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How long does it take to cool a sample environment furnaces from 1000 degrees C to 80 degrees C? Answer: 4.5 hours. This wastes a lot of precious neutron beam time so what has SINE2020 been doing about it?
Many neutron experiments are performed in a vacuum and so sample environment equipment needs to be well-insulated—this causes a bit of a problem when you want to cool your sample back down. The laws of physics just get in the way! The last few hundred degrees are particularly difficult and slow. Currently the routine is to fill the furnace once it gets to 150°C with a gas, let the temperature cool and level, and then evacuate this hotter gas before refilling the vessel once more. The filling process is manual and the whole process is time-consuming.
Team - ISIS - Neutron - Muon - Source
Fortunately, a team at ISIS Neutron and Muon Source have been working on this problem to make the process quicker and more efficient.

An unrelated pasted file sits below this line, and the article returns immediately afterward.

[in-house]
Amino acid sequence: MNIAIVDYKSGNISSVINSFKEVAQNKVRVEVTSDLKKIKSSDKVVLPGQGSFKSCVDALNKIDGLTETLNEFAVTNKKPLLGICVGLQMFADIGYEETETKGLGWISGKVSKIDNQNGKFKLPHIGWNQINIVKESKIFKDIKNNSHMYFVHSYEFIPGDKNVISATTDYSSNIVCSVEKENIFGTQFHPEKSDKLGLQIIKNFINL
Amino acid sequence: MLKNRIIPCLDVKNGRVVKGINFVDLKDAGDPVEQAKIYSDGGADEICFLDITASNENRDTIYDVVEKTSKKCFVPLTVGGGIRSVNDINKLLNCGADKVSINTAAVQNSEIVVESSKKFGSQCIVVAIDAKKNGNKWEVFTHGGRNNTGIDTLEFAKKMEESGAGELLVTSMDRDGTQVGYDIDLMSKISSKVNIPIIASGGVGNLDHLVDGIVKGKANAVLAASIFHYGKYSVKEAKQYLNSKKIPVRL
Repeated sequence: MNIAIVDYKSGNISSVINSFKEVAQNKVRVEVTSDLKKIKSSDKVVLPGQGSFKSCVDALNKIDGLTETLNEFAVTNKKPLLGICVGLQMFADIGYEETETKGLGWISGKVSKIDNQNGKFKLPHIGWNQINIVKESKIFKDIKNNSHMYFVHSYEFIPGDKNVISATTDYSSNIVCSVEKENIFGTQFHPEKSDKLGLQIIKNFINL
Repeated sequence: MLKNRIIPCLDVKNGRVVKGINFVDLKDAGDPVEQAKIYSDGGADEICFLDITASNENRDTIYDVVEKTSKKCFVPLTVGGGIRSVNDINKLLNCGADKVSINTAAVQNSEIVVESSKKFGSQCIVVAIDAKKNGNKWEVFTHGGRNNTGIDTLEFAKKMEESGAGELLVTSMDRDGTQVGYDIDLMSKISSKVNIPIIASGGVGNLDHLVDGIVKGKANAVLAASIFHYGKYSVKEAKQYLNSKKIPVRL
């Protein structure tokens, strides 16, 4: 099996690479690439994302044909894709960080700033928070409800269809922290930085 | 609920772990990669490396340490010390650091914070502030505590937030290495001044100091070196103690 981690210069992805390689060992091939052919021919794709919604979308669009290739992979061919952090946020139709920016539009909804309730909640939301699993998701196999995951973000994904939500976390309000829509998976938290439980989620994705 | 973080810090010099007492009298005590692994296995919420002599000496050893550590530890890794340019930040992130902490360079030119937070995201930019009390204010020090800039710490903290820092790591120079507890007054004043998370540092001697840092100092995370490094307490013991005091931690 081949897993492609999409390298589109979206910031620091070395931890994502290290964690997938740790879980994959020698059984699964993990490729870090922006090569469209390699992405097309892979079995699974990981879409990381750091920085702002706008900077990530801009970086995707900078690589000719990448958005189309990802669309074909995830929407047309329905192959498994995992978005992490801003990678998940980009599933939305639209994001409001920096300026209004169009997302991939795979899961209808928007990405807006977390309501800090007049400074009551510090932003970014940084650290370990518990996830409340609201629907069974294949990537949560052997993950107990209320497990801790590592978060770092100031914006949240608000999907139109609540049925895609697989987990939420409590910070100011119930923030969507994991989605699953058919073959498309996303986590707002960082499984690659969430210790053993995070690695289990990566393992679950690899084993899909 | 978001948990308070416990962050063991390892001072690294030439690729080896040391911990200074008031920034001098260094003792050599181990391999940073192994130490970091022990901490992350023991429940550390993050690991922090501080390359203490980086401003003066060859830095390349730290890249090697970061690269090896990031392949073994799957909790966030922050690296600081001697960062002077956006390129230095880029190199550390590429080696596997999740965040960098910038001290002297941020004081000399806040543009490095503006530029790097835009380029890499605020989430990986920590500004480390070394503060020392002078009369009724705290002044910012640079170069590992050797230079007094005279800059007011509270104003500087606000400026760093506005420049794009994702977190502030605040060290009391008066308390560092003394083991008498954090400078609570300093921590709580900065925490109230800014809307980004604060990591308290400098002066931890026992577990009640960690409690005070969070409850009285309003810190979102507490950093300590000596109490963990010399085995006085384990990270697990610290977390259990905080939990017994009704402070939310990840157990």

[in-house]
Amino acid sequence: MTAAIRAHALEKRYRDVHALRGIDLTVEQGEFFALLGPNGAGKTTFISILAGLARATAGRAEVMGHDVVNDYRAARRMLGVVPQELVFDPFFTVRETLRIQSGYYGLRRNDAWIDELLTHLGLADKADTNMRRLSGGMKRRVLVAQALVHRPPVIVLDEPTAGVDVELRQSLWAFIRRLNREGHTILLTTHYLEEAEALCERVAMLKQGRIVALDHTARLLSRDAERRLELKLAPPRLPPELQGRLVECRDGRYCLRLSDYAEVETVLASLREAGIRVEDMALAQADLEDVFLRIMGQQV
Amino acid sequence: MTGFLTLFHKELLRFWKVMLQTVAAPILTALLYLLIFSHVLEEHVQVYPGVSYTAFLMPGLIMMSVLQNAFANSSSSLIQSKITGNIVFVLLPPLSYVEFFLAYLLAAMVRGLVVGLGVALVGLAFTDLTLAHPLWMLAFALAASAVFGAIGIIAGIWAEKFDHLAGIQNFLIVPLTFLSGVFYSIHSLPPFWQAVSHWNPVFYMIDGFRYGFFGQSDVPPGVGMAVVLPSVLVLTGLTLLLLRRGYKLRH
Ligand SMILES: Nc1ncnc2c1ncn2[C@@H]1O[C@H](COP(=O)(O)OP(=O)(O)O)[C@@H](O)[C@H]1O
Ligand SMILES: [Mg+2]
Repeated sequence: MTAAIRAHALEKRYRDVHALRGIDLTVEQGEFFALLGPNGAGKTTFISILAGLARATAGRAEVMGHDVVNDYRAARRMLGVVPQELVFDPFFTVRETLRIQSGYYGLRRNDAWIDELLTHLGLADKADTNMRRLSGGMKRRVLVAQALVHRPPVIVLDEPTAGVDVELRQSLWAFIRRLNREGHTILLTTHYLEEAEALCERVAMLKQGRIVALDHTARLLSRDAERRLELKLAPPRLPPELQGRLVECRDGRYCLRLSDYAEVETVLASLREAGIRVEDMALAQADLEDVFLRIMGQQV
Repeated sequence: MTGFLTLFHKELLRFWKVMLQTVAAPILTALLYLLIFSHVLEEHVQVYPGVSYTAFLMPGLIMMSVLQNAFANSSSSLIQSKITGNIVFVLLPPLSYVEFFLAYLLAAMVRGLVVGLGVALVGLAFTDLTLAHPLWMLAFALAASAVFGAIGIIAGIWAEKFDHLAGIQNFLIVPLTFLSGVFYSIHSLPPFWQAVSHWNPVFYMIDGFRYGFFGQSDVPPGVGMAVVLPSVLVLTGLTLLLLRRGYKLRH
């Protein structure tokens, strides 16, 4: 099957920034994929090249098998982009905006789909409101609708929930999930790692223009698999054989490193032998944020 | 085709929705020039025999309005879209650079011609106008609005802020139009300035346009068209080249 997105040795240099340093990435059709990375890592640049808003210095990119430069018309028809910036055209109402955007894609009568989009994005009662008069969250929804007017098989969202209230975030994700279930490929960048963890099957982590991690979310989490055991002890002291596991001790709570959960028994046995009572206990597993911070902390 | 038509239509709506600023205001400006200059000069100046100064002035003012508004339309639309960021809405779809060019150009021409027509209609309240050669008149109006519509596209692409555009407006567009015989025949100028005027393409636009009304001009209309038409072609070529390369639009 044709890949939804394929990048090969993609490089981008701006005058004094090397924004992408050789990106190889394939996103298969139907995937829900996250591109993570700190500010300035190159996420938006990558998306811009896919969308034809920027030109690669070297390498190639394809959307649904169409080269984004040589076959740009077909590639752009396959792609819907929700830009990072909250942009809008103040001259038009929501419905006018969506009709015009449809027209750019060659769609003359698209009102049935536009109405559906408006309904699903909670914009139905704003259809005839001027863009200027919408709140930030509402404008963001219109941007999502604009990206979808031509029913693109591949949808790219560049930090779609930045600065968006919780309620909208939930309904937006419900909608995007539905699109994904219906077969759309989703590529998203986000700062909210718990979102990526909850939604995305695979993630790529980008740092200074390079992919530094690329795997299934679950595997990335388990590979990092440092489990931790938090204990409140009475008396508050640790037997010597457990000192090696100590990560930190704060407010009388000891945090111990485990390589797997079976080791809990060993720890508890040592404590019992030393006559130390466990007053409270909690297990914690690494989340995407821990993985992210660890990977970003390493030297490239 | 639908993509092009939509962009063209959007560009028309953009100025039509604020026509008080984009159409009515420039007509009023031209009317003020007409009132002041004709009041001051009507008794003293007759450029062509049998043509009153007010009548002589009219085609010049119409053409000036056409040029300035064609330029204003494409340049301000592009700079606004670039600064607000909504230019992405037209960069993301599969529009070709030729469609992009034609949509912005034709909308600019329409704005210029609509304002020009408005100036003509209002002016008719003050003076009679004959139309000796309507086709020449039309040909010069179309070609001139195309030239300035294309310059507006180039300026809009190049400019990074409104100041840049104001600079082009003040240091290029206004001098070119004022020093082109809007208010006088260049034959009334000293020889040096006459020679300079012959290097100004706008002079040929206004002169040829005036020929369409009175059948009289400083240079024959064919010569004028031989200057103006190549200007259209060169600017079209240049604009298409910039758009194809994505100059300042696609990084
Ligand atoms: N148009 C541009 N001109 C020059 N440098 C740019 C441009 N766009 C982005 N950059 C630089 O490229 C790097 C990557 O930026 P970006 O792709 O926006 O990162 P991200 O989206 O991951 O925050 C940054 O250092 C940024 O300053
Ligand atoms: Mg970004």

Their first step was to establish the maximum temperature the gas could be let into the furnace without over heating the outer tail. After a series of tests this was established at 500°C. The next stage was to set up a flow of cooling gas instead of using the batch process described above. This allows the gas to remove the heat as it flows through. The team tried several types of gases: helium, argon and nitrogen, at both room temperature and cooled through a liquid nitrogen cooling loop, but discovered that the traditional gas used, helium, was the best (this is reclaimed after the cooling process so it does not waste helium).
Flow - Rate - Ie - Rate - Cooling
Next they investigated the best flow rate to use i.e. the rate that would provide the fastest cooling. Too fast and it will not dissipate the heat very well while too slow and it...
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